New Delhi: The Modern Coach Factory (MCF) has floated a Rs 150 crore tender to buy technology and expertise to produce railways' first 'Make in India' international standard coaches for metro trains by 2021, according to sources.
The tender for transfer of technology for design, development, manufacturing, testing and maintenance of aluminium body passenger coaches for metro trains was floated by MCF, Rae Bareilly, last week, the sources said.
"We want to be part of the market to produce such coaches as we will be able to cater to our own cities which are increasingly expanding their travel options. At the moment these coaches are being largely imported. We can make them at a much cheaper cost.
"The tender will open on 29 February 2019 and by 2021 we should be able to come out with the first such coach," said the source involved in the plans.
While metro coaches for the Kolkata Metro are being manufactured at the Integral Coach Factory, Chennai, currently, those produced at MCF will be the first which will have international technology and design, thus making them far superior.
A senior official of railways said that approximately, the coaches currently procured from other countries cost between Rs 8-9 crores while, the indigenously made coaches will cost around Rs 7-8 crore, but will come down to around Rs 4-6 crore if ordered in volumes.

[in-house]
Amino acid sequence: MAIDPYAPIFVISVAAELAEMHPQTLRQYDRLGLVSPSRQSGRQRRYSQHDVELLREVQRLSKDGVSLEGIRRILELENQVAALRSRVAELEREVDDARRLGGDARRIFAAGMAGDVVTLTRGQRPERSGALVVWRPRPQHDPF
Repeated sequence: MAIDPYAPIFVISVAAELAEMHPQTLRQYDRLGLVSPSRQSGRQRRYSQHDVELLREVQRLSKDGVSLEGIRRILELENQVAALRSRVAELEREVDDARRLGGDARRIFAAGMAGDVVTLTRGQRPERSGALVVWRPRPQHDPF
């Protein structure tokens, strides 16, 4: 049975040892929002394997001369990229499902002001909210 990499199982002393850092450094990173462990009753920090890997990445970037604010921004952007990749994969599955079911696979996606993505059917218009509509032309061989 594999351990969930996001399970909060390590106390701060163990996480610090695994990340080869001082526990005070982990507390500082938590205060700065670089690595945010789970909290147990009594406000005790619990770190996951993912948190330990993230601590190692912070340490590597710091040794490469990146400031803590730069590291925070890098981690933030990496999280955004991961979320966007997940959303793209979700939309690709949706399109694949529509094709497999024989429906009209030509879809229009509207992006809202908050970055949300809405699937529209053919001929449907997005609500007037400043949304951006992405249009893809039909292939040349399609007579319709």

According to data available with the Housing and Urban Affairs ministry, there are around 22 ongoing and under-construction Metro rail projects in Delhi, Bangalore, Mumbai, Lucknow, Chennai, Nagpur, Pune, Kochi, Ahmedabad, Noida-Greater Noida, Hyderabad, Jaipur, Kolkata and Gurugram among others.
The coaches at MCF will be manufactured by robots and will be on par with those being manufactured by international manufacturers, the sources said.
They will be 40 per cent cheaper than those procured from China and other countries and will be equipped with WiFi, CCTV cameras, mobile charging outlets among other facilities, he said.
In addition, they will also boast of safety features including communication-based signalling, door control and train management systems along with modern surveillance gadgets on board.
Railways, which has already pitched for standardisation of metro coaches across the country, has also issued a set of parameters for metro corporations to follow when they procure them.
Companies like Bombardier, French Alstom, Japanese companies like Kawasaki and Mitsubishi are among those considered to be technology leaders in the field.